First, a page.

WHERE OrdrHdr.Custno = CustMast.Custno) AS LastOrd
Figure 11: This subselect is used to select the last order date by customer.
In this example, you select the MAX(Orddat) to get the last order date for the current customer. The results would be a customer listing with last order date information.
In another example of IBM's efforts to extend existing SQL functionality in V5R2, ORDER BY clause restrictions have been removed. Prior to this, only fields that were specified in the SELECT list could be included as part of the ORDER BY clause. In V5R2, you'll be able to specify any field in your source tables as part of the ORDER BY clause, regardless of whether or not those tables appear as part of your SELECT list. Figure 12 shows an example of a statement that will be allowed in V5R2 that would not have been allowed in prior releases.
SELECT CUSNAM, CUSADD, CUSCTY, CUSSTE, CUSZIP FROM CUSTMAST ORDER BY CUSNO
Figure 12: The ORDER BY clause is more flexible in V5R2.
In this example, you select the name and address fields from the customer master file and sort the output by the customer number field.
ODBC and JDBC
The additions to the SQL functionality within V5R2 of DB2 UDB for iSeries are only part of the story. There are also several enhancements to the JDBC and ODBC functions. Commonly used SQL catalog views and tables will be available in V5R2, including those listed in Figure 13.
SQLCOLPRIVILEGES & SQLTABLEPRIVILEGES
SQLFOREIGNKEYS & SQLPRIMARYKEYS
SQLPROCEDURES & SQLPROCEDURECOLS
SQLTYPEINFO & SQLUDTS
Figure 13: New SQL catalog tables and views in V5R2.
All of the views will now exist in the SYSIBM library to conform to other ports of DB2 UDB. In addition, enhancements to JDBC include support for JDBC Version 3.0. These enhancements include support for SAVEPOINTS and multiple concurrently open stored procedure result sets. Also added is support for connections and statements pooling within the JDBC Datasource classes. The Java Transaction API (JTA) is now available with full support for the X/Open XA protocol.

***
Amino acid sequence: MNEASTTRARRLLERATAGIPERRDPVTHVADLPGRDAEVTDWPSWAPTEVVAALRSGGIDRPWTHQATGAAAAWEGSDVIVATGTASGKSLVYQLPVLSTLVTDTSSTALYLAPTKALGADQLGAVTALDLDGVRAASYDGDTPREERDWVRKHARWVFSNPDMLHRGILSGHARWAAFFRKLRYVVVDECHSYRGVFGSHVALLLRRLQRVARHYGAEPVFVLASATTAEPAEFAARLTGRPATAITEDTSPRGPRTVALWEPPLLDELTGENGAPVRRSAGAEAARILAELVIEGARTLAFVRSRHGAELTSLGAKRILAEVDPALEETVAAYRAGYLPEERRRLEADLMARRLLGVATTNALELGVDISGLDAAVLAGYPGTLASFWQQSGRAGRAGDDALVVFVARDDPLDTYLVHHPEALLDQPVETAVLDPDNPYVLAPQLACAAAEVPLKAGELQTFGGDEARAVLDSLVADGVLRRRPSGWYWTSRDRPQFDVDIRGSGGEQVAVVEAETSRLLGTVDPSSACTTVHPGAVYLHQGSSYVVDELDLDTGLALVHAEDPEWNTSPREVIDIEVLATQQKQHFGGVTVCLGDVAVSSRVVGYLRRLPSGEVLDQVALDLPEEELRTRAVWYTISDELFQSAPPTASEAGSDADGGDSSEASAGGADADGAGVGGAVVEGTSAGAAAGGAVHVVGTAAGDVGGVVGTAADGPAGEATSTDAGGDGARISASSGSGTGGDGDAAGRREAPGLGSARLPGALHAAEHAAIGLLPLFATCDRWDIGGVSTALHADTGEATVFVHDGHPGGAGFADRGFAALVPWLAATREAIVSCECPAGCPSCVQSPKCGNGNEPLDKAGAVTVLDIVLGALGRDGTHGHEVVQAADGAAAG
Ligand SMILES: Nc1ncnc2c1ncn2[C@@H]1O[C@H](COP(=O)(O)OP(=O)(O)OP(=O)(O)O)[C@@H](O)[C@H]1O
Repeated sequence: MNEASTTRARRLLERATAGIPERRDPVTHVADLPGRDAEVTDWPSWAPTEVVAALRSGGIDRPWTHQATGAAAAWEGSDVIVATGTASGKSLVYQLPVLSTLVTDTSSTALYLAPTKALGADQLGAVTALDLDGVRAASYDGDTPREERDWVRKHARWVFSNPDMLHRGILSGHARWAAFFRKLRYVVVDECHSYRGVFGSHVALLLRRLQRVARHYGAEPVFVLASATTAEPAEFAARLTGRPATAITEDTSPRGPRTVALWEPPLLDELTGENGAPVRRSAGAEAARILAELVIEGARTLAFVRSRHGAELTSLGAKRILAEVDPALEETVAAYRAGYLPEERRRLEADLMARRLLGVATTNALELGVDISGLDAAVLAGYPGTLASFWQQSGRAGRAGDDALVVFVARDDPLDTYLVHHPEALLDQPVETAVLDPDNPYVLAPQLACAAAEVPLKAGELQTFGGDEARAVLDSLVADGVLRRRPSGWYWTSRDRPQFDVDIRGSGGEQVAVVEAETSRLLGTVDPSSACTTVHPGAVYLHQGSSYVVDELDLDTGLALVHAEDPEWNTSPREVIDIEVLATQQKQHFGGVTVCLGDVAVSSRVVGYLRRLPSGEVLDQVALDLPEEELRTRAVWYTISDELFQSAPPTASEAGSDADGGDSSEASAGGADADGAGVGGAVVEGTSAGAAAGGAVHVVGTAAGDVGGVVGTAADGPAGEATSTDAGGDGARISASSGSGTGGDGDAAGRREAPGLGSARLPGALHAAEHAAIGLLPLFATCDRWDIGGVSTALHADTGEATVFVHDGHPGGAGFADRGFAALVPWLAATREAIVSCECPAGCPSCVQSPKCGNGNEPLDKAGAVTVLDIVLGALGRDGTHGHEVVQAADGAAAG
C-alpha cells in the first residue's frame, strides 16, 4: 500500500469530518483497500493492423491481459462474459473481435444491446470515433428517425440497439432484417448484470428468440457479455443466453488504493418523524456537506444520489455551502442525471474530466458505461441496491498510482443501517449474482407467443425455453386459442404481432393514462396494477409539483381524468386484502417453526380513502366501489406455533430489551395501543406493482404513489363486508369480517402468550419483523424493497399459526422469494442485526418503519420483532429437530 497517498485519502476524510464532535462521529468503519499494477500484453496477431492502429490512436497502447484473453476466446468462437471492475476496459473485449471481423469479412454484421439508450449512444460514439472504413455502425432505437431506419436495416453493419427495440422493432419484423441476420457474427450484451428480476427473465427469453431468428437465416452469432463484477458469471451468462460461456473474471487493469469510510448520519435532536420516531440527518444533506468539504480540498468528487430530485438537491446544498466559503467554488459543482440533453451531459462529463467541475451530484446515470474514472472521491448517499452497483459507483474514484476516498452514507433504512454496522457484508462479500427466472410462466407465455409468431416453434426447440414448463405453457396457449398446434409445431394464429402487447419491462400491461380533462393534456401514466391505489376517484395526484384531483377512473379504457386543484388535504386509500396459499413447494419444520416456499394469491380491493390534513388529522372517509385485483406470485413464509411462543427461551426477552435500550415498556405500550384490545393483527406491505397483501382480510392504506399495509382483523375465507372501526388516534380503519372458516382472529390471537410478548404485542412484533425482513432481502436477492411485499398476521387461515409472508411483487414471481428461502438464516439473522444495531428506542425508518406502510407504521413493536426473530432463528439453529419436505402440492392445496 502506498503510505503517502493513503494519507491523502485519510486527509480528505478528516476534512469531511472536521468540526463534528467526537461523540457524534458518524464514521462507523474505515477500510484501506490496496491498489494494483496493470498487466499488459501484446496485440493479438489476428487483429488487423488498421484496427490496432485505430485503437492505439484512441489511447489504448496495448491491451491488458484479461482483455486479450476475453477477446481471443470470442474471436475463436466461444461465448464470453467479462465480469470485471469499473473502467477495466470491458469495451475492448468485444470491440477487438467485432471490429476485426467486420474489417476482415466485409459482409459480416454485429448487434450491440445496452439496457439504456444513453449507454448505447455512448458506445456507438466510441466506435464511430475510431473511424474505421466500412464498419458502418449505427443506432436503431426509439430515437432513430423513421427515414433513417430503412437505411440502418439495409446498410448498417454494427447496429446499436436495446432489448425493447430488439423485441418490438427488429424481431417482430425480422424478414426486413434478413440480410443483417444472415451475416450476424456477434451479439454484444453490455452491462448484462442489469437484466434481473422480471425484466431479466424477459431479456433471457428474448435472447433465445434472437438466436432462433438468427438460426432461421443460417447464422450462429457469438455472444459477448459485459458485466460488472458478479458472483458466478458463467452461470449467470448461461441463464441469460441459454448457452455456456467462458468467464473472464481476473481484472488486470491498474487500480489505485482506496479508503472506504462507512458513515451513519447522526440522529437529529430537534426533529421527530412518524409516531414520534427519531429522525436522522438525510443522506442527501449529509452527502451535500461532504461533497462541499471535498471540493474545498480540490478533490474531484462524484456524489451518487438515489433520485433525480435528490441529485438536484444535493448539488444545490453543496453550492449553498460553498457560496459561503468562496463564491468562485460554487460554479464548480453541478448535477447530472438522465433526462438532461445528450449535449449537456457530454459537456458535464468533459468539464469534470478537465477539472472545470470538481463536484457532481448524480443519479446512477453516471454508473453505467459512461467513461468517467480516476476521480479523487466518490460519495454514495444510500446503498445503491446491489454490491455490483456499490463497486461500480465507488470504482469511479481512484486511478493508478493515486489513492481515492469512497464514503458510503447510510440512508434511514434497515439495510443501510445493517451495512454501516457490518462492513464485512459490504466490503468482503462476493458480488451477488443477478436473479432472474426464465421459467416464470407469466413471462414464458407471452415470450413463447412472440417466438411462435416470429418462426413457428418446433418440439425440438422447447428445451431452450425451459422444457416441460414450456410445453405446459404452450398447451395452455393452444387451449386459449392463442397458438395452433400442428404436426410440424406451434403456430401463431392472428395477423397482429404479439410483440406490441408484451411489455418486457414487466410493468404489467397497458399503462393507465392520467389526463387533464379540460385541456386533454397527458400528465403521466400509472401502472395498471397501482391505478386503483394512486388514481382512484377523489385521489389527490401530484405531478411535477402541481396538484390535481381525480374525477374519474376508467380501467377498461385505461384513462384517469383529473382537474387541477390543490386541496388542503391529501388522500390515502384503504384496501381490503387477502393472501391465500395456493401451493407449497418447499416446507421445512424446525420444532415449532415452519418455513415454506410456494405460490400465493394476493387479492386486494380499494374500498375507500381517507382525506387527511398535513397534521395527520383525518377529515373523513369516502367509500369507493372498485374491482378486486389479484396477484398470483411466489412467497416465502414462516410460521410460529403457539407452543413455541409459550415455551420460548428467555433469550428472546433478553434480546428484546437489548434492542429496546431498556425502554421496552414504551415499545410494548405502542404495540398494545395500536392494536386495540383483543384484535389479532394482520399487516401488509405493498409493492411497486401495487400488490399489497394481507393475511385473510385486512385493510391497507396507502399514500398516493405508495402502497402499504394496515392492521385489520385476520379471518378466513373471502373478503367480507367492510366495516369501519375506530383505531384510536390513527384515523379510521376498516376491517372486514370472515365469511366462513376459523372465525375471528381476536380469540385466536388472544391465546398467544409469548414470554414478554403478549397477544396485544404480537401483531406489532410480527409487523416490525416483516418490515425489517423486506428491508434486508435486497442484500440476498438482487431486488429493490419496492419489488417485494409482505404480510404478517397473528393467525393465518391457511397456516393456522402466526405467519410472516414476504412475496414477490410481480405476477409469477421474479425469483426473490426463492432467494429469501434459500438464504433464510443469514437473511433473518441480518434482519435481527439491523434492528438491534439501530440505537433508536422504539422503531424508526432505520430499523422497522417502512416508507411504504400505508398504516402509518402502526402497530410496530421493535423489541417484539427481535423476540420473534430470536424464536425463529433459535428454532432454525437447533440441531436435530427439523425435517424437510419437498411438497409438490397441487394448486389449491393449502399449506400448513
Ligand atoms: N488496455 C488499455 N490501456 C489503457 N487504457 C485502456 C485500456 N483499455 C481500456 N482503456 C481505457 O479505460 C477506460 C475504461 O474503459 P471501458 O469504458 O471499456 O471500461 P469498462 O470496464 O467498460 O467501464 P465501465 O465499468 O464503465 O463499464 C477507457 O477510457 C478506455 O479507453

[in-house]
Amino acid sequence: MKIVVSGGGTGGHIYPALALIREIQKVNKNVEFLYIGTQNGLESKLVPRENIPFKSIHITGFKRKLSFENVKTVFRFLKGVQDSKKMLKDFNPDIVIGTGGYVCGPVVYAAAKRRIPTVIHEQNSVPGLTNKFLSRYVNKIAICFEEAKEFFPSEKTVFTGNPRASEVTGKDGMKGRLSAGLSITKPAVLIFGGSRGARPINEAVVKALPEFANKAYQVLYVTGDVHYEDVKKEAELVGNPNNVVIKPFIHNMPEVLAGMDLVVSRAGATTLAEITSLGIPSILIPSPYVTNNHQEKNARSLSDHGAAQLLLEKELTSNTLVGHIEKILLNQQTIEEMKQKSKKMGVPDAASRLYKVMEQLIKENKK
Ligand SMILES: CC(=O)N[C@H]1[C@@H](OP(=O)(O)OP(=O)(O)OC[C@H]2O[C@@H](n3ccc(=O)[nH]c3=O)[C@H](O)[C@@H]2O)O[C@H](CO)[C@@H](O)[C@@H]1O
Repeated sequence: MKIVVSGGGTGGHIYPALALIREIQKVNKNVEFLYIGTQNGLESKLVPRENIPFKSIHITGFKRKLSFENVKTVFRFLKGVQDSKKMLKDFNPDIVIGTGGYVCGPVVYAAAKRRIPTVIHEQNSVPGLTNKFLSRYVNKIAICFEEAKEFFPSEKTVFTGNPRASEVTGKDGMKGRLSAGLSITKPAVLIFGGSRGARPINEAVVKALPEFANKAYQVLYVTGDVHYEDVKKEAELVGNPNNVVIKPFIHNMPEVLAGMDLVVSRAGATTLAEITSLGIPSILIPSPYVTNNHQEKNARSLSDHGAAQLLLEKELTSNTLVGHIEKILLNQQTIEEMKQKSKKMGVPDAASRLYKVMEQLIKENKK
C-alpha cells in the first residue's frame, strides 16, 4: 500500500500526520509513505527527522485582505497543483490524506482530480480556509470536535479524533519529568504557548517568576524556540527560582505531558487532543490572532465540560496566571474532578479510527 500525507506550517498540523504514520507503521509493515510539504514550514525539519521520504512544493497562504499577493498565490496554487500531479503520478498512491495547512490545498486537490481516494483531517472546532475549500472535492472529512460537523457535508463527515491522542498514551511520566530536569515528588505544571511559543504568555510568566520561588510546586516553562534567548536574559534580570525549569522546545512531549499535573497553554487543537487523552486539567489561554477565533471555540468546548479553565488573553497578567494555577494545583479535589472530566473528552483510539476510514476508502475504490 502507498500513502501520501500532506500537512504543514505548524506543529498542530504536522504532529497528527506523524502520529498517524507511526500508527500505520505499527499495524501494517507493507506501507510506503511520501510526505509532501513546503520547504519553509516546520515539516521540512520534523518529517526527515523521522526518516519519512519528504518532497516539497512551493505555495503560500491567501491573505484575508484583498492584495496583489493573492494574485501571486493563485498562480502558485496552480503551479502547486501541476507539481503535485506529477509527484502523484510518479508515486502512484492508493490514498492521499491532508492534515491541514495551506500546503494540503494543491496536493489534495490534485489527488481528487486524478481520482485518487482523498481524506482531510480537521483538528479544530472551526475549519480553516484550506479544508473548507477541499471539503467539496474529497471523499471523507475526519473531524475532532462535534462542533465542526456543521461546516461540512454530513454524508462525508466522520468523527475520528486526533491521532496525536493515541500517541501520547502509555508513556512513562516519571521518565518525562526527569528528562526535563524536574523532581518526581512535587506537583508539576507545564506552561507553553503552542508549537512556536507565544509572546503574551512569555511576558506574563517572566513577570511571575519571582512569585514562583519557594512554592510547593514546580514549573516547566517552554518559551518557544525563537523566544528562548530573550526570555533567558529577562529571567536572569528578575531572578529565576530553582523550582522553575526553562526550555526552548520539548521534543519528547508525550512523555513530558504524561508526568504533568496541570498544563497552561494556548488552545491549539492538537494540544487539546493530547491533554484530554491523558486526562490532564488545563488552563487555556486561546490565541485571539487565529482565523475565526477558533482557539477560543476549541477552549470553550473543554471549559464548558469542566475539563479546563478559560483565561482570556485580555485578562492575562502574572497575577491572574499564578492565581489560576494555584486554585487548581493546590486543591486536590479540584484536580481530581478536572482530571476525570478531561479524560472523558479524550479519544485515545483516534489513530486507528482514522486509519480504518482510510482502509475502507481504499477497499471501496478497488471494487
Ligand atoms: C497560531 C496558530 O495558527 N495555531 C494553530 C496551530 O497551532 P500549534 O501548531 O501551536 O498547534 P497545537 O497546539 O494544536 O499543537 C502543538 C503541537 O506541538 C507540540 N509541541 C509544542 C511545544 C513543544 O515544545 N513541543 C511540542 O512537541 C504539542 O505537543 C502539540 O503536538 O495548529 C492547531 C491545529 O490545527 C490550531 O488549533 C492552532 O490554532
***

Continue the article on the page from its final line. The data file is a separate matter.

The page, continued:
ODBC enhancements abound as well, including support for large objects (LOBs) up to 2 GB. The current limit is 15 MB. There are two new ODBC drivers available, one for the 64-bit version of the Windows operating system and the other for Linux clients. Support for the SQLTablePrivileges and SQLColPrivileges views has also been extended. These two functions allow you to define a user's rights to a given table or column within a table.
In addition to all of the changes mentioned so far, there are also updates to some of the software components related to DB2 UDB for iSeries. To start, the DB2 OLAP Miner has been added to DB2 OLAP Server 7.1. This utility adds data mining capabilities to the existing OLAP tool. It uses sophisticated algorithms called "deviation detection" to identify slices within OLAP cube data that deviate from the norm. These values can then be used to drive your OLAP analysis, giving you a more pinpointed way to analyze your OLAP data.
Data migration toolkits have been added as well, including the Oracle Migration Toolkit, which converts data from Oracle into DB2 UDB for iSeries.
Support for integration with the iSeries Linux operating system is also available, including support for connecting to DB2 UDB for iSeries from the Linux LPAR via DB2 Connect software, ODBC, and JDBC.
I hope this has helped to pique your anticipation for the V5R2 version of DB2 UDB for iSeries. For more information, check out the DB2 UDB for iSeries Web site.
Special thanks to Kent Milligan from the DB2 UDB for iSeries Technology Team for helping me get the scoop on what's new in V5R2 for DB2 so that I could share it with you.
Mike Faust is the MIS Manager for The Lehigh Group in Macungie, PA. Mike has nearly 15 years of experience with midrange computers and personal computers. Check out Mike's book "The iSeries & AS/400 Programmer's Guide to Cool Things" available from MC Press.